The FSIS still wants processors to focus on sanitary dressing as a potential source of Salmonella contamination. Shaw said, “Establishments should ensure that slaughter and dressing procedures are designed to prevent contamination to the maximum extent possible. At a minimum, procedures should be designed to limit exterior contamination of birds and minimize digestive tract content spillage during dressing process.”
The need for processors to ensure that cooking instructions are validated was highlighted by Shaw, because of issues with cooking instructions for ground turkey patties implicated in one of the outbreaks. In the HACCP reassessment, Shaw said that it was important for ground poultry processors to carefully review their lotting practices. “Establishments should consider lotting practices and the ability to prevent lots from contaminating each other,” he said. Practices that should be considered are not carrying over production, cleaning and sanitizing between lots, and making sure that the grinding plant can trace product back to originating slaughter establishments.
Shaw said that establishments should evaluate the adequacy of any interventions applied to product source materials or product during grinding or blending. “Interventions should be evaluated for ability to reduce Salmonella , by logs,” he said. Consideration should also be given to incoming variability of Salmonella levels in live birds and on poultry parts. He also suggested that processors should consider implementing purchase specifications that require raw materials to have been treated with a Salmonella intervention. Then processors need to confirm that suppliers meet these purchase specifications.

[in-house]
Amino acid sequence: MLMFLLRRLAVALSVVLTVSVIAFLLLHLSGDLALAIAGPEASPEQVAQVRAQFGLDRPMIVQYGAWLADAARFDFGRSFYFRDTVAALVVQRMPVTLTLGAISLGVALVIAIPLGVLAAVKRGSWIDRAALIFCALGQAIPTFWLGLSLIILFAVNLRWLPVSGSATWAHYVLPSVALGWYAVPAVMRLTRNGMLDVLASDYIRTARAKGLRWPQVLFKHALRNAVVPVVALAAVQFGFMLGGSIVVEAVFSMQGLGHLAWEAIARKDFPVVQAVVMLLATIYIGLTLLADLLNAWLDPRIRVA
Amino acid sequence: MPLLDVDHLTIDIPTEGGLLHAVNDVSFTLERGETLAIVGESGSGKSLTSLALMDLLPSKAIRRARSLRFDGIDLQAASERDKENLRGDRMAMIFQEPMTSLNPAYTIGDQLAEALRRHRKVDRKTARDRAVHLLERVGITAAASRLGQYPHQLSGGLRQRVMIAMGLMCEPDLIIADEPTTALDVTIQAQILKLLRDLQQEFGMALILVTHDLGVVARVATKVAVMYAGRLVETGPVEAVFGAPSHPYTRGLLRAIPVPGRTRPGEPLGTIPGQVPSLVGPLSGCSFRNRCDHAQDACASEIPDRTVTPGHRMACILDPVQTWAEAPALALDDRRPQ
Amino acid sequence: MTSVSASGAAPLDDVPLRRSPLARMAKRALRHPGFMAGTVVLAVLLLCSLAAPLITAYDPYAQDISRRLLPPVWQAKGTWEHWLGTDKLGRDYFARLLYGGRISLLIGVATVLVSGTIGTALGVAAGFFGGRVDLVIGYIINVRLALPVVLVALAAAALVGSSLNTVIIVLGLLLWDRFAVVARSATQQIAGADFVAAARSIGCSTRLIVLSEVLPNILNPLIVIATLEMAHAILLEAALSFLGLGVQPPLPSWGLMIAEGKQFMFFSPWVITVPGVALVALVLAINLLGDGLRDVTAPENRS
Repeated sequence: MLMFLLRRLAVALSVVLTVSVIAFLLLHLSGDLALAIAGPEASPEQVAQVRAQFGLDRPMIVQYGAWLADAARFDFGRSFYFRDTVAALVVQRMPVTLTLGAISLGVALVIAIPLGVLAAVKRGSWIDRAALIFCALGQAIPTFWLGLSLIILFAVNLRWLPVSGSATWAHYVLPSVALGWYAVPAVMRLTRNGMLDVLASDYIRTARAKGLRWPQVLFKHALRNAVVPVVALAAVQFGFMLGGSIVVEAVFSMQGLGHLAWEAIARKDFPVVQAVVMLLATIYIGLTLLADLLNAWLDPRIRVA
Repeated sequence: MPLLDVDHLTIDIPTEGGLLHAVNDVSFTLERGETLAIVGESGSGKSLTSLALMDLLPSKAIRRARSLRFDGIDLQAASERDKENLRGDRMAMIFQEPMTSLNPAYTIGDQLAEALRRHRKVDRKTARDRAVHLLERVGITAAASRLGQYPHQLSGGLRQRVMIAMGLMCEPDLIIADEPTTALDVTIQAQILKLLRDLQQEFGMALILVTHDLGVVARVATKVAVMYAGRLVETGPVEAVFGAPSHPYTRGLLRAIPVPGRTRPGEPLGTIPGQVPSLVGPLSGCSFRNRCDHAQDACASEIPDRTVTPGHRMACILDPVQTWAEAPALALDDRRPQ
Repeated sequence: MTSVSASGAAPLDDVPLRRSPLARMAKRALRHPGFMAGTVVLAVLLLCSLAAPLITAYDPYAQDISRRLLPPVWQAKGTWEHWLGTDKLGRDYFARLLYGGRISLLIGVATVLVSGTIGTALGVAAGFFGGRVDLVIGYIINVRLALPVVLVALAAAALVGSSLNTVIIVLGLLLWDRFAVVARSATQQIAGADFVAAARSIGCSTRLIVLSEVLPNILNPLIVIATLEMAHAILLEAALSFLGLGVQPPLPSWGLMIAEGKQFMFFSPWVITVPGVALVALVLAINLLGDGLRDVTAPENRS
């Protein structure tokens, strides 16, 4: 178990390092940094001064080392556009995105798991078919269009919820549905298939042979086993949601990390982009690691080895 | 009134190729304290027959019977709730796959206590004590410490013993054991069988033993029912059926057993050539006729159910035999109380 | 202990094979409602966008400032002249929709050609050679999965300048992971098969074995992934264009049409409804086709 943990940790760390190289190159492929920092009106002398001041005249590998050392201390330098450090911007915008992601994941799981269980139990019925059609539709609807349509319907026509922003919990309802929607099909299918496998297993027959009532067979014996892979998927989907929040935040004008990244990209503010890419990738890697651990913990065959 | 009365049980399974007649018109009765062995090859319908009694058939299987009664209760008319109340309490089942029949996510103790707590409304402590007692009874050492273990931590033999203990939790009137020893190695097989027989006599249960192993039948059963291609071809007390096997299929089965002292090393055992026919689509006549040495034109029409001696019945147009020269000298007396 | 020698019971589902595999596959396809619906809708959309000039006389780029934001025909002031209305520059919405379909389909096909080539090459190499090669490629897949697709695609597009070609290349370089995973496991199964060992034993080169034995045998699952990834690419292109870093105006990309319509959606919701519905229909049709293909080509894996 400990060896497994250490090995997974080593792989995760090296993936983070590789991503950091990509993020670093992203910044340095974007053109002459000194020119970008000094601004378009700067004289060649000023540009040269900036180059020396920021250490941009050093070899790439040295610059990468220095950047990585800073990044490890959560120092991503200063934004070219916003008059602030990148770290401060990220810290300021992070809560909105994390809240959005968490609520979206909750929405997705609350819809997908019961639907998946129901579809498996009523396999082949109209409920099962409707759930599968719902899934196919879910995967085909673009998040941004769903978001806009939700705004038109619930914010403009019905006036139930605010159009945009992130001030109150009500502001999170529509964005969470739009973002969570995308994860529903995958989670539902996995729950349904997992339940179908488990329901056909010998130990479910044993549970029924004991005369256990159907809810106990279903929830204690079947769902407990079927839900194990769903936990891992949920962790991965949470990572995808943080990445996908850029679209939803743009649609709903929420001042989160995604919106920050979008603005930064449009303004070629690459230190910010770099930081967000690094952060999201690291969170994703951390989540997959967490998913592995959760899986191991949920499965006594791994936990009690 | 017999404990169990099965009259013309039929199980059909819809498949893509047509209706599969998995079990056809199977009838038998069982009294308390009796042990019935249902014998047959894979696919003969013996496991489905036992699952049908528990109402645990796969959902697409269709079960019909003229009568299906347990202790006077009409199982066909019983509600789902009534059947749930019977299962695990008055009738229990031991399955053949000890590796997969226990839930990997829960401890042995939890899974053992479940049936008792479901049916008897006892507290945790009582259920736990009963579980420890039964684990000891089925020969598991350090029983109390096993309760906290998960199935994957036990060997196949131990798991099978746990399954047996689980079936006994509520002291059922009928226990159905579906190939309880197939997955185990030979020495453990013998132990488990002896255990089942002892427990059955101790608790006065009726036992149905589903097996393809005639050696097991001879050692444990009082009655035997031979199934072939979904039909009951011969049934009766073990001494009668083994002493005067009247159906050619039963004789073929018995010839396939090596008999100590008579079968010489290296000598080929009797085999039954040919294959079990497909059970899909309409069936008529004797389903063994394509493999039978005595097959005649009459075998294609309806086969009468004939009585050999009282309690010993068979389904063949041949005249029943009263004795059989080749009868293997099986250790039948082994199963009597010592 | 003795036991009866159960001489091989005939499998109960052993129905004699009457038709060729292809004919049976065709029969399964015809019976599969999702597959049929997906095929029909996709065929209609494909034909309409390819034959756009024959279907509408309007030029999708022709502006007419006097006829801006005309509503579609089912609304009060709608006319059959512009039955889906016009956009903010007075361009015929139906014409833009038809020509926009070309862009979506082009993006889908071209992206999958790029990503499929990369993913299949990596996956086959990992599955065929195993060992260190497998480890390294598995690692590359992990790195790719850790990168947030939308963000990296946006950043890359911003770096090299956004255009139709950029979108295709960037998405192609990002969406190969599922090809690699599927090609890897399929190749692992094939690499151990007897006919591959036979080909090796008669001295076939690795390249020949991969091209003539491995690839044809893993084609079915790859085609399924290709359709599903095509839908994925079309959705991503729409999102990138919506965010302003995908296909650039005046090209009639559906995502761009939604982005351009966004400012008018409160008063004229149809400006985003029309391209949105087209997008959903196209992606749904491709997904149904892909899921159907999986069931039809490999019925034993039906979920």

To date, the USDA FSIS performance standards for Salmonella on poultry have been generic for all Salmonella serotypes. In spite of this, Shaw said that the FSIS expects processors to consider serotype information for Salmonella, focusing on presence and trends in serotypes of human health concern. He explained that the FSIS considers the CDC’s list of the top 30 serotypes of Salmonella of concern for human health to be the ones processors should be trying to eliminate the most.